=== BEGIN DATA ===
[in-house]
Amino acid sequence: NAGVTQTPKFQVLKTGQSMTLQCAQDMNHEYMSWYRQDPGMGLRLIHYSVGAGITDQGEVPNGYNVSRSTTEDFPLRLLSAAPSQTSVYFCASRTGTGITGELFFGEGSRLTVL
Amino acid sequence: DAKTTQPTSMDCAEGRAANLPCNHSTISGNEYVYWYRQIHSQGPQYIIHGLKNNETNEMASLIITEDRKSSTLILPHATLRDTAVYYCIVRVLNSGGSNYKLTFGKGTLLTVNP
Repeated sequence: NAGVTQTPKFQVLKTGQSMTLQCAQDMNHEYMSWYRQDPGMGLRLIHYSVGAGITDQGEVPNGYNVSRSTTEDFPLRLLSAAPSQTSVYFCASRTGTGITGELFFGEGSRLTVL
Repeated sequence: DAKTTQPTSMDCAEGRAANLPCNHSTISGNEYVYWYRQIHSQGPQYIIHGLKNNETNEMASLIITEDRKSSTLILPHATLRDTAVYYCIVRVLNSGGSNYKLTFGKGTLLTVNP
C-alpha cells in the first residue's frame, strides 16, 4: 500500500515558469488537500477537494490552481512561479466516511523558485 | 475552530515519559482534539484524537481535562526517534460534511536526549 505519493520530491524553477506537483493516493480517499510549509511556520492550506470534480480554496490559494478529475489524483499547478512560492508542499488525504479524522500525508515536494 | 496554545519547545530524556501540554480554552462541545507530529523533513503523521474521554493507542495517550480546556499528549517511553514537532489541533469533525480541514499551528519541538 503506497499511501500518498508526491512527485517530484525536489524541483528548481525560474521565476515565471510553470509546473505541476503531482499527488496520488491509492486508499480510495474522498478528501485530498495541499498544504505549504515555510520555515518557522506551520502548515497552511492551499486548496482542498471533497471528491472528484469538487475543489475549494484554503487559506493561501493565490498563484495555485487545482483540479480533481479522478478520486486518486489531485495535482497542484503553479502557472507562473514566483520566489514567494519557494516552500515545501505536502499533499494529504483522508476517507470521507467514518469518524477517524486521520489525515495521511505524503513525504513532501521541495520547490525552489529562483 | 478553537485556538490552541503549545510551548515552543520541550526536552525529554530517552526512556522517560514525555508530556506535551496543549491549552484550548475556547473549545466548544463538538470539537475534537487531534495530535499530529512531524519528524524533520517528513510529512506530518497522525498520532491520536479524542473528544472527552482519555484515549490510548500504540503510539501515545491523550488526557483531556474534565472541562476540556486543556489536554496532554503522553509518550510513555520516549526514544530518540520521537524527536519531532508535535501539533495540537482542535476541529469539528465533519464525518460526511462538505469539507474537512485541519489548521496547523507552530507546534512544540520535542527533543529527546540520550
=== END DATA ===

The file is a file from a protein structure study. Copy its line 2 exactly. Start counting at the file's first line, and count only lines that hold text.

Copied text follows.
Amino acid sequence: NAGVTQTPKFQVLKTGQSMTLQCAQDMNHEYMSWYRQDPGMGLRLIHYSVGAGITDQGEVPNGYNVSRSTTEDFPLRLLSAAPSQTSVYFCASRTGTGITGELFFGEGSRLTVL